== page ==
The health department advises using its vaccine finder tool to find the nearest vaccine provider near you.
How is this version of the vaccine different than the first one?Abbott says COVID vaccine to be available to other groups by end of March
The COVID vaccine for 5-11-year-olds is one-third of the dosage of the current vaccine available to those 12 years of age and older.
It is being identified as the orange cap vaccine, unlike the current purple cap. The purple cap vaccine cannot be administered to younger kids, according to the state health department.
And like the current vaccine, it is 95% effective. The first and second doses are the same and will be advised to be taken 21 days apart.
What are the side effects for children?
During clinical trials, it was reported that some kids in this age group felt pain at the injection site, fatigue and headaches.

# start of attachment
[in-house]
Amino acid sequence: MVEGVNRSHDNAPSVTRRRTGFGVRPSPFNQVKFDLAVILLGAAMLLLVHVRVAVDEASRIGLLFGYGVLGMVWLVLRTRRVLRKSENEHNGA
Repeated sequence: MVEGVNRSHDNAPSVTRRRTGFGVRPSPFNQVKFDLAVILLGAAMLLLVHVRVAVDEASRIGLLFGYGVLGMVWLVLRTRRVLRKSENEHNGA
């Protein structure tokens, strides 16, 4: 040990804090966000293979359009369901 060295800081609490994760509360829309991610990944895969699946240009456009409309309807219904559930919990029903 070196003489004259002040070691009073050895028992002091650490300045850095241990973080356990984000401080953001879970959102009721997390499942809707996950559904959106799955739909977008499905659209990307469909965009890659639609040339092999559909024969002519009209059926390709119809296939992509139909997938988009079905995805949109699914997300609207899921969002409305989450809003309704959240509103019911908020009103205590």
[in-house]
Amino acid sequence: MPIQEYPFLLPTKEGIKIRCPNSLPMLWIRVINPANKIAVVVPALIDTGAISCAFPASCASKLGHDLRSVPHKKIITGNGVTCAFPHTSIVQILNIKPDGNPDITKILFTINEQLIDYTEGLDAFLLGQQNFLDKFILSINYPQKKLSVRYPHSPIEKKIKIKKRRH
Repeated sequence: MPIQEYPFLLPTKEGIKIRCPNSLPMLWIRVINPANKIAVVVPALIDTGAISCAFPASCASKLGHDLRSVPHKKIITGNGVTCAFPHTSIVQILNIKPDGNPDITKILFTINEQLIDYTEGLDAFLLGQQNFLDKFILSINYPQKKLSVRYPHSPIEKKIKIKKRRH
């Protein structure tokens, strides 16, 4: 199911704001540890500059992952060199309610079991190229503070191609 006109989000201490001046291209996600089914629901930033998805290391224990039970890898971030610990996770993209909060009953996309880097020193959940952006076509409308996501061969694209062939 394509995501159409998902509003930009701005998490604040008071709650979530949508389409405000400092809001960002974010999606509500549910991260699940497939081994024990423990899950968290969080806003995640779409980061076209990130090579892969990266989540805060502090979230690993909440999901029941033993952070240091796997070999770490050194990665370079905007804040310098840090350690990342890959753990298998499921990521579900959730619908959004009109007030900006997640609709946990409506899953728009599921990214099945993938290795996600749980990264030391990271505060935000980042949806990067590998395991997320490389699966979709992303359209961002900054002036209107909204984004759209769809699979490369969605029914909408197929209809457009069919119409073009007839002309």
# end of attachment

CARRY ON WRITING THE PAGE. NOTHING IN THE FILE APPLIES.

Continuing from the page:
The data submitted to the FDA shows no serious complications, such as cases of myocarditis inflammation of the heart muscle, or pericarditis, inflammation of the outer lining of the heart—rare complications that have been reported among young boys and men receiving the vaccine in other trials.
How will this affect herd immunity?
With so many children across the state, DSHS said "we need to have as many people vaccinated as possible."
State health officials said the herd immunity threshold is still being looked into, but with 3 million children soon to be able to get the vaccine, it will be a big factor in reducing the viral load in the state.
"Until we're able to add all the children, we'll see a bigger wave in stamping down the pandemic," DSHS' Imelda Garcia said during the conference.
Of those 12 and older, 72% are fully vaccinated in Travis County as of Monday.
I'm not sure if my child needs this vaccine. Why should I have them get it?
DSHS says this vaccine is important for young kids because it will protect the older population and others around them as well as themselves. The department says to ask experts and doctors questions if you are hesitant so you can be confident with your decision.